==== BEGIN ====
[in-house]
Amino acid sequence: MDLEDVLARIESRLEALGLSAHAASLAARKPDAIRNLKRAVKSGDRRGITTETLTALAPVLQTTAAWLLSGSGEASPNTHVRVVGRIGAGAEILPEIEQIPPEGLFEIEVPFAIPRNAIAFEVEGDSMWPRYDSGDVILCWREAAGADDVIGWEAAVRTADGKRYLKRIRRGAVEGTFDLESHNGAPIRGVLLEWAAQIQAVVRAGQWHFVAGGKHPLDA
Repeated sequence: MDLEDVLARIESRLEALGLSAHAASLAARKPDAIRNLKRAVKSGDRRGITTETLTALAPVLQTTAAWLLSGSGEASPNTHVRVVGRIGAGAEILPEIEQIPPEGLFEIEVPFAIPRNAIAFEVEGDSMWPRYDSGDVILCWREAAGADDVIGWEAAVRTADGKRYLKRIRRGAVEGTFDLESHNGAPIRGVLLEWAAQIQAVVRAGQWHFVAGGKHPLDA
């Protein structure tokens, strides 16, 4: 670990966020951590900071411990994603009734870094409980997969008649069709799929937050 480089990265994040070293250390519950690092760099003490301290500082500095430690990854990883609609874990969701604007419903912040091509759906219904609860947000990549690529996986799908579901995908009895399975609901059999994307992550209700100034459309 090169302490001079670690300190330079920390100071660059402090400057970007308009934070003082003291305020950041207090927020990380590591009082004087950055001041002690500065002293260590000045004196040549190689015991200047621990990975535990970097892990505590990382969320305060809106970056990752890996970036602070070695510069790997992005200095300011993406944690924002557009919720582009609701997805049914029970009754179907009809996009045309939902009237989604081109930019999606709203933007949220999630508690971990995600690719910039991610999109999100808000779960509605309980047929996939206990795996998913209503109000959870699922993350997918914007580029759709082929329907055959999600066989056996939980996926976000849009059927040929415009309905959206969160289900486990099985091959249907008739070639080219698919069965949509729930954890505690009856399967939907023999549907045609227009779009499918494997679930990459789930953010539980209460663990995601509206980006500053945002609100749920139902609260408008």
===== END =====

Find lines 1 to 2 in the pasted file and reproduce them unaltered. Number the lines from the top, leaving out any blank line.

[in-house]
Amino acid sequence: MDLEDVLARIESRLEALGLSAHAASLAARKPDAIRNLKRAVKSGDRRGITTETLTALAPVLQTTAAWLLSGSGEASPNTHVRVVGRIGAGAEILPEIEQIPPEGLFEIEVPFAIPRNAIAFEVEGDSMWPRYDSGDVILCWREAAGADDVIGWEAAVRTADGKRYLKRIRRGAVEGTFDLESHNGAPIRGVLLEWAAQIQAVVRAGQWHFVAGGKHPLDA